They have a seafood-rich diet and export handcrafts including cowrie shell, shark tooth knives and Kiribati stamps.

The remote footprint-shaped atoll in the central Pacific Ocean is a sibling of the better-known Christmas Island.

The remote footprint-shaped atoll in the central Pacific Ocean is a sibling of the better-known Christmas Island.

rotary

St Mary’s student beams about all things science

WHAT do ice-cream, glandular fever, sunburn and Walt Disney all have in common?

Leticia Fuller of Maryborough and her nine state counterparts who attended a three-day science experience at University of Southern Queensland (USQ) Toowoomba.

Still beaming with excitement, Ms Fuller shared details of her experience with her sponsor, the Rotary Club of Maryborough Sunrise, at a recent breakfast meeting.

Rotary Sunrise President Glenda Pitman said the club sponsored Ms Fuller by covering the program cost.rotary

“Leticia is a very conscientious and hard-working student,” Mrs Pitman said.

“It’s wonderful to hear such an eloquent and enthusiastic student talk about her experiences. She is obviously passionate about science and a great ambassador for Rotary.”

Leticia told Rotarians her experience in Toowoomba was “absolutely amazing!”

“We studied all different science things from engineering and hematology to agronomy and astronomy,” the Year 9 St Mary’s College student said.

“During the event we made soft-serve ice-cream using liquid nitrogen, cream, milk and vanilla essence.

“We also went into different science and medical laboratories to see what university labs look like.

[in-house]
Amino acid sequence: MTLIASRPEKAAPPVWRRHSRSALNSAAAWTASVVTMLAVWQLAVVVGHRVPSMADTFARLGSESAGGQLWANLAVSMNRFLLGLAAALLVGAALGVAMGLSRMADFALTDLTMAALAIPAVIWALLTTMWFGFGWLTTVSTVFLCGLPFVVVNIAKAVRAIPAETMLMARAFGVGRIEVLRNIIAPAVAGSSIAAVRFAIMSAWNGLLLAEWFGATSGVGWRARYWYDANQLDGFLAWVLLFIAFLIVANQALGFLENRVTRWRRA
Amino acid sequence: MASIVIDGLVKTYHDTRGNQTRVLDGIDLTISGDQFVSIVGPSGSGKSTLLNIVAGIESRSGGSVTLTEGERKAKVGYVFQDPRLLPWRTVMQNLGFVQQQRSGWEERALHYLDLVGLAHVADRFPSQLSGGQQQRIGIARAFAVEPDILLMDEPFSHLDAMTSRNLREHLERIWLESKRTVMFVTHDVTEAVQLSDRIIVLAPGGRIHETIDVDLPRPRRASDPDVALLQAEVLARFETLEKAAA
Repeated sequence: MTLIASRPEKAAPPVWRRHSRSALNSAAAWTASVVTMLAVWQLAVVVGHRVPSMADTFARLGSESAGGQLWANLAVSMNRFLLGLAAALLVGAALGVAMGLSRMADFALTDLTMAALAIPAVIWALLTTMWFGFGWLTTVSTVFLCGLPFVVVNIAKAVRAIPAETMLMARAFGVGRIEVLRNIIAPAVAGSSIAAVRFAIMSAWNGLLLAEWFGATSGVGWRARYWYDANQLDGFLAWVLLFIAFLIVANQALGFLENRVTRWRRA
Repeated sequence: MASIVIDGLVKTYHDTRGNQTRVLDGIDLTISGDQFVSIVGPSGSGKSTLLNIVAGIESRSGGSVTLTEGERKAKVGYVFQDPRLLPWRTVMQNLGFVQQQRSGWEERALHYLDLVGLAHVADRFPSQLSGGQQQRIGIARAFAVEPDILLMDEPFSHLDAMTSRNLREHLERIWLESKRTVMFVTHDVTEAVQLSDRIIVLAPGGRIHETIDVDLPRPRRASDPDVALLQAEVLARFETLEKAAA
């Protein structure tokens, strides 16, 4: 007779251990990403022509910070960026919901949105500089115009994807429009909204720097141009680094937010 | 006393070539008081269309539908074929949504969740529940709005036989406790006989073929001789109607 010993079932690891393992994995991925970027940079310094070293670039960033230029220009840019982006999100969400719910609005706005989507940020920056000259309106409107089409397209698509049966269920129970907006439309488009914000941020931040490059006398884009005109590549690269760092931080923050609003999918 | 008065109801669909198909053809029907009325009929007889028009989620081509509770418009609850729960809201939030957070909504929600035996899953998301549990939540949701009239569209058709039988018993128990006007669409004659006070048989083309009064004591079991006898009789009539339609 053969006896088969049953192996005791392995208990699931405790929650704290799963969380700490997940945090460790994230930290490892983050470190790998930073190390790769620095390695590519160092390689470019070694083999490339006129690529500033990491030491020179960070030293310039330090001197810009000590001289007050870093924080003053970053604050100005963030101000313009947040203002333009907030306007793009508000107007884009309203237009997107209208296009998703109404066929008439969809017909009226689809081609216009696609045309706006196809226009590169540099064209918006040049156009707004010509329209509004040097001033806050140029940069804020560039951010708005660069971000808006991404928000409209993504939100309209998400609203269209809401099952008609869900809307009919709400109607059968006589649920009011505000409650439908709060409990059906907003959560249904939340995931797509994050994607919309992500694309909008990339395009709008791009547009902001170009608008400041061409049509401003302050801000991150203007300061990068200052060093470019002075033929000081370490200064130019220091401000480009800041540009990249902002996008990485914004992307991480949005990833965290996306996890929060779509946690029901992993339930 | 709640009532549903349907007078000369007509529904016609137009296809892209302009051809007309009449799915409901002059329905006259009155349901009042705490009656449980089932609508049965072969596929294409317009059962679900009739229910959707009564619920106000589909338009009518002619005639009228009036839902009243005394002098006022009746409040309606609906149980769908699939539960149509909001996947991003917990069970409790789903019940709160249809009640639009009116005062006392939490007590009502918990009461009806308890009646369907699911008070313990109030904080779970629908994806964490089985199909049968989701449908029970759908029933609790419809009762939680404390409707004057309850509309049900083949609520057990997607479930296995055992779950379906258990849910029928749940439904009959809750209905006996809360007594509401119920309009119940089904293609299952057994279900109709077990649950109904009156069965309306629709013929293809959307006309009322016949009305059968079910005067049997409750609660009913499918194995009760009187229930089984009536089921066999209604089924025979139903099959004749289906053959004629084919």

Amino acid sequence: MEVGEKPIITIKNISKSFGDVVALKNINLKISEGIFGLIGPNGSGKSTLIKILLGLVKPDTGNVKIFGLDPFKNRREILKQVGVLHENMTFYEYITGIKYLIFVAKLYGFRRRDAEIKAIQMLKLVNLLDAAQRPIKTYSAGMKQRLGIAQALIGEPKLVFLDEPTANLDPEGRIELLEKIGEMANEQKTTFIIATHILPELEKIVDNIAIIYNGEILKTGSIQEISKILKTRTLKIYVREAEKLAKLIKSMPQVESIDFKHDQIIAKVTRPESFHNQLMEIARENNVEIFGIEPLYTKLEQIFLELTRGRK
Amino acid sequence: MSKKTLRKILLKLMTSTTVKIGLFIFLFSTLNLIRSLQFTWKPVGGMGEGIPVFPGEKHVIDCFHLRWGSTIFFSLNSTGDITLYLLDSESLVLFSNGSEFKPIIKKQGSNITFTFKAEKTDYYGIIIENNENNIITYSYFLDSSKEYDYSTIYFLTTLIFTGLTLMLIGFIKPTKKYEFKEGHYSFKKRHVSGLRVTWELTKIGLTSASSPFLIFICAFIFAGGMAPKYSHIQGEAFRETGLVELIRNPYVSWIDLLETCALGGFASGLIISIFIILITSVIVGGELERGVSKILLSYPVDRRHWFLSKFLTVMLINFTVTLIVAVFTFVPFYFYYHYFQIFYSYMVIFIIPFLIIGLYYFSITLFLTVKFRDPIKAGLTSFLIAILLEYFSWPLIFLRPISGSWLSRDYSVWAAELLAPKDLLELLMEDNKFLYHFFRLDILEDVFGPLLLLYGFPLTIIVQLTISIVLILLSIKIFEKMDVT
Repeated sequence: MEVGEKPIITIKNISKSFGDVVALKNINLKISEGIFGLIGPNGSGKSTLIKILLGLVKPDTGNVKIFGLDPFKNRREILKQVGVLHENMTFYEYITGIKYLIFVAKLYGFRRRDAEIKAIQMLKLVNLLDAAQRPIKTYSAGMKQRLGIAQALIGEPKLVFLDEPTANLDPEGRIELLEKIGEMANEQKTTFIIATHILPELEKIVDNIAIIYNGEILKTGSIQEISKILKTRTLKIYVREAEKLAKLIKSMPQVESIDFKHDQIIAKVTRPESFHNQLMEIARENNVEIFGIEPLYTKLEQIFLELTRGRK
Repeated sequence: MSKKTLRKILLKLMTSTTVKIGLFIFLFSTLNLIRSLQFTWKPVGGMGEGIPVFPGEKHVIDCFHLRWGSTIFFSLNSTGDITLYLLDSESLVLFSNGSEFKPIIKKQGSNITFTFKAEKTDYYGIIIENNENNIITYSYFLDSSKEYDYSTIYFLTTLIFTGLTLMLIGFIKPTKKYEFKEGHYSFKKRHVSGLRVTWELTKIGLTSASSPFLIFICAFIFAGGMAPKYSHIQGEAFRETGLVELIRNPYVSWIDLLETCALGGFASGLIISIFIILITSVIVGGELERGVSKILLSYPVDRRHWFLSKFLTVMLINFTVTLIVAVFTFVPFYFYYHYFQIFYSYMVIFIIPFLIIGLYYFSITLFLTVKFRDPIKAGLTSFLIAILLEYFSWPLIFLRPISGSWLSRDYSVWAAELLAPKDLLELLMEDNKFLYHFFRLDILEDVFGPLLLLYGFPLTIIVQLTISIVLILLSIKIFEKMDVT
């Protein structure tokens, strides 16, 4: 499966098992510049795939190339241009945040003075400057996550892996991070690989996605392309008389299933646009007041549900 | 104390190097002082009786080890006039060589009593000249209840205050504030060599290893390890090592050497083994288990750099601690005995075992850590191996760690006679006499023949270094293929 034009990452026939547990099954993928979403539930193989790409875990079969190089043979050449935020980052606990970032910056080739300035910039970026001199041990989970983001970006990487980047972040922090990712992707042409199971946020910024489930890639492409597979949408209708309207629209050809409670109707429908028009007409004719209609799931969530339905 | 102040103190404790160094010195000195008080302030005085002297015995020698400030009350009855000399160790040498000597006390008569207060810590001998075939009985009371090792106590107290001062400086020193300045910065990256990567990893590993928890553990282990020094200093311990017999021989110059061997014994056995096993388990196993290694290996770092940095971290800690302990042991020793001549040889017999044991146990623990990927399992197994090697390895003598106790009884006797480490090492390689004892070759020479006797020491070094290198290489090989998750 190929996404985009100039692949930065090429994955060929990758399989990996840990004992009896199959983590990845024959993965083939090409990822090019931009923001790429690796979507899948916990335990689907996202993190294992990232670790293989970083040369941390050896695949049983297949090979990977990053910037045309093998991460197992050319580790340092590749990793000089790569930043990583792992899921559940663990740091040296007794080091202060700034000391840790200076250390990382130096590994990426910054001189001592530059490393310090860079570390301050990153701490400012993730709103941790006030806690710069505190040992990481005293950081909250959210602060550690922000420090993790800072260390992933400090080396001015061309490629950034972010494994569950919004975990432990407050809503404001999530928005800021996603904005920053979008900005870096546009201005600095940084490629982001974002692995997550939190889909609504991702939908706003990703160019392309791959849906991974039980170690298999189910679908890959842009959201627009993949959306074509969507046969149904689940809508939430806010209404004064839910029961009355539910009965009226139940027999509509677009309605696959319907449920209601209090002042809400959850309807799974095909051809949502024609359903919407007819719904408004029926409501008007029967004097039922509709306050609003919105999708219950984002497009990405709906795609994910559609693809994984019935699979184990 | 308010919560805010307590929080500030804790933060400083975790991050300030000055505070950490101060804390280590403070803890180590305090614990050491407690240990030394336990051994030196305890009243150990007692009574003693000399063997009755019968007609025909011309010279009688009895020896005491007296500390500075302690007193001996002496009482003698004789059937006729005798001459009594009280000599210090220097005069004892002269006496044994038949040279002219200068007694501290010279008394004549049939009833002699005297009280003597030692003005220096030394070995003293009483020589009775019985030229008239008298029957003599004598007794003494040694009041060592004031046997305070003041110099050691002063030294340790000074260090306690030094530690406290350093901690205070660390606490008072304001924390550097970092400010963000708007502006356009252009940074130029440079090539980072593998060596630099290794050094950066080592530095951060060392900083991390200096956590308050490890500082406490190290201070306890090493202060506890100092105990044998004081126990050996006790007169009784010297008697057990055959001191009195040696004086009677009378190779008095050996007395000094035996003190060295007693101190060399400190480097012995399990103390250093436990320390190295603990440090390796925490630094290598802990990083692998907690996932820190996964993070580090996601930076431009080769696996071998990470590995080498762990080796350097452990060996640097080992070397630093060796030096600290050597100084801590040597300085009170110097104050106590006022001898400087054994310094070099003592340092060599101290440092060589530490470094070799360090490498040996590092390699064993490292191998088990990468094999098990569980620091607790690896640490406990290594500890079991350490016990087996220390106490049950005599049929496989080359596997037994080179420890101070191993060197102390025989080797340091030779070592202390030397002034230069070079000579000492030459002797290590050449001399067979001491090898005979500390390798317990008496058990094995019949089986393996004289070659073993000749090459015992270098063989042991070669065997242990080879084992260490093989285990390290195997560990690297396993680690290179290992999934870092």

“In the medical lab we looked at hematology and did a full DNA test. Within the samples I had, I diagnosed someone with malaria, glandular fever and diabetes.

“With agronomy, the study of plants, we looked at wheat, barley and sugarcane and the different sorts of root crops as well as photosynthesis and how changing the C02 levels, temperature and colour of light can affect how fast and slow they grow.

“We also looked at UV radiation. Even when it’s cloudy UV radiation is still there so you can still get sun burnt, just not as bad. We had clear UV beads and when we were inside a building they were completely clear and see-through but when we went into the sun, depending on the strength they changed colour to vibrant pink, purple or yellow.

“Even sitting in a car, if you have windows that aren’t tinted the UV is coming through so you can still get sun burnt. We learnt how it causes skin cancer and kills cells within us.”

Ms Fuller said engineering activities included designing the keyboard of a laptop computer using a circuit board, paper and a pencil so that when keys drawn on the paper were pressed they connected to the computer.

“It’s amazing to see what you can do with a computer. You wouldn’t think a computer could take your life so far but it does.

“One of our instructors used to work for Walt Disney Productions. She was one of those who did all the animations in movies and showed us in depth how they’re all created.

“We also looked at computer programming games and created our own programs while were there.”

Ms Fuller hopes her interest in all things science will lead to a career in pediatric nursing.

The ConocoPhillips Science Experience is designed to provide Year 9 and 10 students who have an interest in science with an opportunity to engage in a wide range of fascinating science activities under the guidance of scientists who love their work.

The event takes place in over 35 universities and tertiary institutions across Australia.

-ENDS-

Photo:  Maryborough’s St Mary’s College Year 9 student Leticia Fuller joins other science enthusiasts at this year’s ConocoPhillips Science Experience.

Media Contact: Jocelyn Watts, Email: jocey@jocelynwatts.com; Phone: 0403 191 958